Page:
Entertainment Opinion

Black Mirror and the Dangers of Phone Addiction

Written by Atharva Patwardhan

Black Mirror was an original show aired on Channel 4 that was bought by Netflix in September 2015. The streaming service has gone on to produce a 3rd, 4th and 5th season, all of which have been met with critical acclaim.  The show provides a glimpse into the foreseeable future to discover what humans inventions would have been made and what their impact on society would be. Not a relatively new topic as many numerous shows have made films and TV shows relating to the idea of futuristic technology, but nonetheless, an expansive and thoughtful topic to consider. Many of episodes showcase what horrendous technological inventions, humans are able to develop in the future, or the effect of today’s technology on society. The series is meant to highlight some of the dangers the modern world can bring due to negatives of today’s technological advancements or predict what could happen to society or humans as a whole in the future.

All of the directors of Black Mirror has attempted to show a distant reality which may or may not be far away due to human thinking and thought. Many of the inventions or societies shown in the show, are as a result of humans using technology for the worst and capitalising on its potential. The show has been put into the categories for Psychological thriller and Dystopia and this is due, to the series showcasing the themes of:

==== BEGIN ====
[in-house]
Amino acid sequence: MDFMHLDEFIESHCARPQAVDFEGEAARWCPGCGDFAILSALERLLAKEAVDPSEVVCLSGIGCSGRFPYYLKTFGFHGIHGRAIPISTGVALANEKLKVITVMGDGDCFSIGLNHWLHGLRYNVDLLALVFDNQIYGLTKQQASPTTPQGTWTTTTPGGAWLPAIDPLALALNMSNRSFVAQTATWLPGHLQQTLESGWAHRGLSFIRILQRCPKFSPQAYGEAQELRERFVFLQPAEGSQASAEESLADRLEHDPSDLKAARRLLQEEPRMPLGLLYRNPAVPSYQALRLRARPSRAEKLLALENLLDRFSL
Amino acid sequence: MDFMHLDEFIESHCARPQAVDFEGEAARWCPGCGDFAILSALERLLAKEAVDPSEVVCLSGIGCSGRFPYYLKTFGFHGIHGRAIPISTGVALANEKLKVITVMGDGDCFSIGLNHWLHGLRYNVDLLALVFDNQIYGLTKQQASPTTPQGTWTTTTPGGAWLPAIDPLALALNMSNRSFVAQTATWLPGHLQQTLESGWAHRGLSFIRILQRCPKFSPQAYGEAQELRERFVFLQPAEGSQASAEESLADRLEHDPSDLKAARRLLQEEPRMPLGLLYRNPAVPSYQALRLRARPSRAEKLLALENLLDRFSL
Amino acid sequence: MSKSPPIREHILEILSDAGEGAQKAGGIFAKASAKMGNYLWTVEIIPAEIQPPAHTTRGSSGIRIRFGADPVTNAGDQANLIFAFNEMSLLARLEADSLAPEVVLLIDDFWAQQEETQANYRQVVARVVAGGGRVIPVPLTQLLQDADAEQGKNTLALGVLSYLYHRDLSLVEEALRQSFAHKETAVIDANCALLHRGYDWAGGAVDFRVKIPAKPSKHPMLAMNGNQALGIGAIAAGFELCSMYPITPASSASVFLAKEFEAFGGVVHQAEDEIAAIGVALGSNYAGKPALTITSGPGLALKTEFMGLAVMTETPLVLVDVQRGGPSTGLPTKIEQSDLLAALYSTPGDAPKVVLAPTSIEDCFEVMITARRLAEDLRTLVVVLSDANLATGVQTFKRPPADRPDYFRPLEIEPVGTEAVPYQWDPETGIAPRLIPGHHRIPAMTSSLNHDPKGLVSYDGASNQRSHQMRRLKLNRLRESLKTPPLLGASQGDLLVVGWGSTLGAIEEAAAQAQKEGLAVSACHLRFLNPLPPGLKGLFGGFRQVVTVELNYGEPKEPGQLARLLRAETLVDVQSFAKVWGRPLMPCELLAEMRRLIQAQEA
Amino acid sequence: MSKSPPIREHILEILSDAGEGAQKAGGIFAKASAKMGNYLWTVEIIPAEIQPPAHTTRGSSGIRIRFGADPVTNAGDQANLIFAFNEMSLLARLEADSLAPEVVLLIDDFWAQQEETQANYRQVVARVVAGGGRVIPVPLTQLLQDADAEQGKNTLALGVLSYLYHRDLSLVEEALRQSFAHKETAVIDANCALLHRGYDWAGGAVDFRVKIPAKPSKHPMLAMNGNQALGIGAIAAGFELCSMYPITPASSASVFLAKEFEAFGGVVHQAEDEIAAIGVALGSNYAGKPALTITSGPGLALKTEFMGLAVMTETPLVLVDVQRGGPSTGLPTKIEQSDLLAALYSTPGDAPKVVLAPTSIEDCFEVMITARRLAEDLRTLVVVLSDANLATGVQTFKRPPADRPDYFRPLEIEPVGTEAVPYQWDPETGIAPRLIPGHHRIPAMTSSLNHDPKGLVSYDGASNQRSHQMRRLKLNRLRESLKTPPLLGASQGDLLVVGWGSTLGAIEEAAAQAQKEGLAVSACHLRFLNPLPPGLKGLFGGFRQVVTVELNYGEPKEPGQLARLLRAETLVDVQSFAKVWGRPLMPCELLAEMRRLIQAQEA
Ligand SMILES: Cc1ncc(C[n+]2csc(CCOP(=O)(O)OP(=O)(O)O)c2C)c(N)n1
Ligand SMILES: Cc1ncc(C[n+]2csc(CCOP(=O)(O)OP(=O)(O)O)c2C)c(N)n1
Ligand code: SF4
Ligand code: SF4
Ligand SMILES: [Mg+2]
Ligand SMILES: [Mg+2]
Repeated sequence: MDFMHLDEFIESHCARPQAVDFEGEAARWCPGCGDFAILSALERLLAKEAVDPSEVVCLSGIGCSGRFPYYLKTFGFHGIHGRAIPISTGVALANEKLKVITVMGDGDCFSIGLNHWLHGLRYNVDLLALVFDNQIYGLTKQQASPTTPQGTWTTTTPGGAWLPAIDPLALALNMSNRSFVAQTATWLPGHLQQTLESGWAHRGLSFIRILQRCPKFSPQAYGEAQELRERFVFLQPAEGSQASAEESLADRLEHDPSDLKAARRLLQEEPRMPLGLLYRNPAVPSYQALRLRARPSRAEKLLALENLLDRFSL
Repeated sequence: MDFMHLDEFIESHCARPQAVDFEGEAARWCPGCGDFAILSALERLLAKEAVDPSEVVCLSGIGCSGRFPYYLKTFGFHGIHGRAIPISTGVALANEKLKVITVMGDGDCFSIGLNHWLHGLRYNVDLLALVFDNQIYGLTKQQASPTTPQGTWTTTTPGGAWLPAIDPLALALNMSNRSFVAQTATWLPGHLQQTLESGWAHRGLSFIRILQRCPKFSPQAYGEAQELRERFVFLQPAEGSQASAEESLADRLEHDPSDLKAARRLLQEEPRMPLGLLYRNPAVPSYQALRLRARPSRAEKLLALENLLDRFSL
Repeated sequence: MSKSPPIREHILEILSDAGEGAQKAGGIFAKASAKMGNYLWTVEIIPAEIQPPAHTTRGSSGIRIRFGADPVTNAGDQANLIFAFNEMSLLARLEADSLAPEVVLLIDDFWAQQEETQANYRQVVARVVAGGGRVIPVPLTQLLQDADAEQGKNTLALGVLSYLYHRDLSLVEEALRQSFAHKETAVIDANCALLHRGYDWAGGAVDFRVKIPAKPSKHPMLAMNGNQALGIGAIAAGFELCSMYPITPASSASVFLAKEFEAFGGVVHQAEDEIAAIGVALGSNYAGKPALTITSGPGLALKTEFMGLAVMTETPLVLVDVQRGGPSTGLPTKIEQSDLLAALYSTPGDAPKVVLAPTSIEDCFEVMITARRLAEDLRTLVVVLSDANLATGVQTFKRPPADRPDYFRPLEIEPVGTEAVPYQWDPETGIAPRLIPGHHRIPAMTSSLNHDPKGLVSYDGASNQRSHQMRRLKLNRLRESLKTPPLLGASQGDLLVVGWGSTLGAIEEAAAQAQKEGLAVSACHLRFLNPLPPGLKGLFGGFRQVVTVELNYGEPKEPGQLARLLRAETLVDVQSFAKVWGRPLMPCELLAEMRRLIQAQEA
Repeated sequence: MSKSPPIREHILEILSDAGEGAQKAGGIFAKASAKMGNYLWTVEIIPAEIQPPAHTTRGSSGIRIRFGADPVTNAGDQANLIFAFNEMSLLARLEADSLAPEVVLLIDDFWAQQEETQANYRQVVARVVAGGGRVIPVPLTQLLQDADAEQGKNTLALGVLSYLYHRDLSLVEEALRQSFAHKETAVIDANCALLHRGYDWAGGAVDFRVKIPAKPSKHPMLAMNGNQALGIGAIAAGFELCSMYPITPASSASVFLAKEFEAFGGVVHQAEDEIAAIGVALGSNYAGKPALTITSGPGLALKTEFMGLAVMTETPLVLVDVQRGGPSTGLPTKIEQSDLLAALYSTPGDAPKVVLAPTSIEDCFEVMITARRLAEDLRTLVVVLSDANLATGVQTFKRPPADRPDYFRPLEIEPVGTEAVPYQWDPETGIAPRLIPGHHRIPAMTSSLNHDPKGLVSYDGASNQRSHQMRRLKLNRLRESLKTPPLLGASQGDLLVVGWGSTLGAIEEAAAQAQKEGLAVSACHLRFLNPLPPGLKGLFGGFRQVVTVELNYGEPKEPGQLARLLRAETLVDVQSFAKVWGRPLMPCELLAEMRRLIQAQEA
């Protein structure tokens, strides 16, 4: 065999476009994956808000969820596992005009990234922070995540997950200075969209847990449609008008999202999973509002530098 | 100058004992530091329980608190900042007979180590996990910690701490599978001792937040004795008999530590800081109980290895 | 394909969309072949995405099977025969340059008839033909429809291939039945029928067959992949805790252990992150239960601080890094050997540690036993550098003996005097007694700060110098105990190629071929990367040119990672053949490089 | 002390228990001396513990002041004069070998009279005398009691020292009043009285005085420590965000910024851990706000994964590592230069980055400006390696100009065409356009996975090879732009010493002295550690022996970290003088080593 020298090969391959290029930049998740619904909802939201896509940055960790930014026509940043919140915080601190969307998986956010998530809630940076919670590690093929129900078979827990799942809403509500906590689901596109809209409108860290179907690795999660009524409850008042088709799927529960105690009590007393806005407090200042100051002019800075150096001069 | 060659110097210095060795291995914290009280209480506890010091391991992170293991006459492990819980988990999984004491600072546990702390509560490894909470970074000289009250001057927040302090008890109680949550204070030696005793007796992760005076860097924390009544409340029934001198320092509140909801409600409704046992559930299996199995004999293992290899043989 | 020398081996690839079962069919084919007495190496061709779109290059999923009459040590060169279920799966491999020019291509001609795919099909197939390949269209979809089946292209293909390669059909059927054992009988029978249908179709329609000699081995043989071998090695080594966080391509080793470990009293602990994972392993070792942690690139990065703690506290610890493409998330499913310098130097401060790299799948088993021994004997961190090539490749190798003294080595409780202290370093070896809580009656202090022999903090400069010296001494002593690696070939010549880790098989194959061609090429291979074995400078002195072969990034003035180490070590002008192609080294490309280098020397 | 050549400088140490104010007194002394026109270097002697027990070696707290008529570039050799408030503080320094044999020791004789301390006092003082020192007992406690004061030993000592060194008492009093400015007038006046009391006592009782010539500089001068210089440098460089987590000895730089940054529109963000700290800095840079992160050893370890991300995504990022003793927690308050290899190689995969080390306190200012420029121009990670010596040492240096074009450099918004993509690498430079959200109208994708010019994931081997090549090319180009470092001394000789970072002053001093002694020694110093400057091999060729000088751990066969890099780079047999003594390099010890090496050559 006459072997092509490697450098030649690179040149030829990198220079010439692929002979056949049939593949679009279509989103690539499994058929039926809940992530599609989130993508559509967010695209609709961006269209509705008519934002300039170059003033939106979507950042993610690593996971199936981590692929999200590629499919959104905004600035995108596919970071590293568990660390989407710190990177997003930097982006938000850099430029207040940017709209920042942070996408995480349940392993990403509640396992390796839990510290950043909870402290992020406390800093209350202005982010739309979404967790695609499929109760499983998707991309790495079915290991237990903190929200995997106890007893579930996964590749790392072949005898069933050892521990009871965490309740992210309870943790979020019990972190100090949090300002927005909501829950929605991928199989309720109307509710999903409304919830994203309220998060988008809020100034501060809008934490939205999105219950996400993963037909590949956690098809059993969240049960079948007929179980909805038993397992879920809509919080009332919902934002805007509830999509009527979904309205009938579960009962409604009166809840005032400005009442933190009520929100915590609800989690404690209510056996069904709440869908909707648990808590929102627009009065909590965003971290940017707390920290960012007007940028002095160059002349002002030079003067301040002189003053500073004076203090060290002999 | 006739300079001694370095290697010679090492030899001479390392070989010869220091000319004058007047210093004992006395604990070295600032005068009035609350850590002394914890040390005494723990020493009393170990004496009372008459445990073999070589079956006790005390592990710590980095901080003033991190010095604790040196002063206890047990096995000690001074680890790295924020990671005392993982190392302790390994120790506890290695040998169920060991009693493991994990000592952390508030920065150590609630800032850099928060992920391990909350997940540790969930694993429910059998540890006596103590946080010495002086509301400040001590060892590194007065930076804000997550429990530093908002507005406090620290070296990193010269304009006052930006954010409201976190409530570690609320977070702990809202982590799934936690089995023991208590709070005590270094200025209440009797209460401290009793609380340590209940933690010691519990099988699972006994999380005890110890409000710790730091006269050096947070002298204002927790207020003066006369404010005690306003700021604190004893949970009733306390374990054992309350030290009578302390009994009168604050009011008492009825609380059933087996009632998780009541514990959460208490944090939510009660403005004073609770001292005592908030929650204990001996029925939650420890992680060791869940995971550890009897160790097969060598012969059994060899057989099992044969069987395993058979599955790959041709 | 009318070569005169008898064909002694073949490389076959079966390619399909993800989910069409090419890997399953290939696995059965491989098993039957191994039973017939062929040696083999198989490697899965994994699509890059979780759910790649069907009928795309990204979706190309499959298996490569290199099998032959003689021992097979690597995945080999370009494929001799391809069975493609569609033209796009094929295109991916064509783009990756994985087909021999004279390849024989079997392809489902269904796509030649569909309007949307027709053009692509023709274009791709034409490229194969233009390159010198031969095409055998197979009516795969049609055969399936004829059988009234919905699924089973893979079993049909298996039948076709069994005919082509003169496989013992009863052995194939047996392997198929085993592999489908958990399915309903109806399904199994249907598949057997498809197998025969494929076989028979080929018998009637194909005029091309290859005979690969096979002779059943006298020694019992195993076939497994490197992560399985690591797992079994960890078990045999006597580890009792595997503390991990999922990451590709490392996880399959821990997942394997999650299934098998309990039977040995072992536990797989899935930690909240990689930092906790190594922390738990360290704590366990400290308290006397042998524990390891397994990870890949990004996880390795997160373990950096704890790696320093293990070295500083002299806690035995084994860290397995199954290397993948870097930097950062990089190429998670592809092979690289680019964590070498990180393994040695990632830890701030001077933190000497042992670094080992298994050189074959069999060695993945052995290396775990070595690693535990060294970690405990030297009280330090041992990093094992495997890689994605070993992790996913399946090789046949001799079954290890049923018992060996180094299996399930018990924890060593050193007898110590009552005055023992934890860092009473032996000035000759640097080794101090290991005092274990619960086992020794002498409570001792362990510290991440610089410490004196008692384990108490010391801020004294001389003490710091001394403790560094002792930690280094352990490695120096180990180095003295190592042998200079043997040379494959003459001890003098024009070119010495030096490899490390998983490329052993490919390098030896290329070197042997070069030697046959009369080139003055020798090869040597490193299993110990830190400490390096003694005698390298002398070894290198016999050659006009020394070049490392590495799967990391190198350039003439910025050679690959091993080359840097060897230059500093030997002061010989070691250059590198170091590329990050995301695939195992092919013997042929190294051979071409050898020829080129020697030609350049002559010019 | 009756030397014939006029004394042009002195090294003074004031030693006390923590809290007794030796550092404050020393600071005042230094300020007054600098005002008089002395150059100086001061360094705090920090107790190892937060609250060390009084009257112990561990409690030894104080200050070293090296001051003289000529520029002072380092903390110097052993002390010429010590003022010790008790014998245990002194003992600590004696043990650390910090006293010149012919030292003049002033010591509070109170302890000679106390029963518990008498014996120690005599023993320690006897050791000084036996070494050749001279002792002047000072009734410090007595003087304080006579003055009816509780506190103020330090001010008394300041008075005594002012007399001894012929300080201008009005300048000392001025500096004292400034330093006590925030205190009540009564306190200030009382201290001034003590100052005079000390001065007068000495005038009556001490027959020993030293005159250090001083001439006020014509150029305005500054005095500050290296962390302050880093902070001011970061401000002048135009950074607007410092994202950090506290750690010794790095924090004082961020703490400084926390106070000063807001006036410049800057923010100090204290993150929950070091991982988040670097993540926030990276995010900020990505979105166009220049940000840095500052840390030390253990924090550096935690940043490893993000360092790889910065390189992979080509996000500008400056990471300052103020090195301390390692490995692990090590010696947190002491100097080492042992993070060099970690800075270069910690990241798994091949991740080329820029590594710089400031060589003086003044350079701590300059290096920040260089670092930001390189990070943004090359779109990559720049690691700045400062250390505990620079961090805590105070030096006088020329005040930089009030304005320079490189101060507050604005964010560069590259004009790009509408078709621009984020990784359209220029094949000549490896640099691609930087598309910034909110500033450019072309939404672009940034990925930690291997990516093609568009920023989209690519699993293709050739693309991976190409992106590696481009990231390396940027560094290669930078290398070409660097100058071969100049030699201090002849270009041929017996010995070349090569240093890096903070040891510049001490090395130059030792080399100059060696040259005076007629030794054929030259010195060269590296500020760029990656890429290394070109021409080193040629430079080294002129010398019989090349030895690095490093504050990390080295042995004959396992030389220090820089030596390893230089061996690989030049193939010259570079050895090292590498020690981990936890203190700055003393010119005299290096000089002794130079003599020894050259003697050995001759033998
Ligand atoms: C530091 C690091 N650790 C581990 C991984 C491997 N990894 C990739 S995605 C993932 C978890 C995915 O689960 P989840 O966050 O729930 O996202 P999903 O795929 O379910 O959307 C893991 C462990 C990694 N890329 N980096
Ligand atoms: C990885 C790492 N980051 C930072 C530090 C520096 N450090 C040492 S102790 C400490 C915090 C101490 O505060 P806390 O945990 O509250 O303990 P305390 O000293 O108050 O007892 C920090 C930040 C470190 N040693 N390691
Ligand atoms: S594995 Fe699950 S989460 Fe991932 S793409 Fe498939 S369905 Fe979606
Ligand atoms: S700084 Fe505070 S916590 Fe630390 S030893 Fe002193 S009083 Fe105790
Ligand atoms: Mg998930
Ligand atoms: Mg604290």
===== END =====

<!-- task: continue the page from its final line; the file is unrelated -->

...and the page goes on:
the effect of humans developing technology for the worst, the effect of technology on our minds and mental health, capitalisation and politics of technology and our ability to deal with this.

All of this adds up to a programme with high demands and innovative planning about the worst of our world, to which Black Mirror handles well. The second episode in season five is called Smithereens and demonstrates the global pandemic of humans constantly being on their phones and staying absorbed onto their phones or computers and listening to media and news online instead of realising the real situation themselves.

In one episode, Smithereens, the protagonist, Chris, kidnaps an employee called Jaden, from a social media company called Smithereens. Prior to this, three years ago, he was driving his fiancée home when he checked his phone from a Smithereen notification. While he was distracted, he ended up in a car crash which cost his fiancée’s life and the other driver. Chris ended up getting away from it after the blame was put on the opposing driver after he was found to be intoxicated. Chris needed to tell the truth to someone, so he kidnapped the employee and tried to contact the CEO of Smithereens using his phone and tell him that it’s addictive nature caused it. At the same time, a single mother called Hailey, tries to access her daughter’s Persona account in trying to find out information about why she committed suicide. At a support group about her daughter’s suicide, she says,

“It’s never gonna stop, this…. needing to know. It’s never going to stop”

This statement is reflective in how everyone is glued and absorbed into their smartphones, how hard it is not to open notifications from our phone and how we are constantly craving more once we are online and receiving those dopamine-driven notifications from apps like Facebook or Instagram.

The 1976 song “Can’t take my eyes off you” from Frankie Valli and the four seasons, plays in key moments in the episode and its lyrics showcase how addicted we are to our devices. Lyrics like: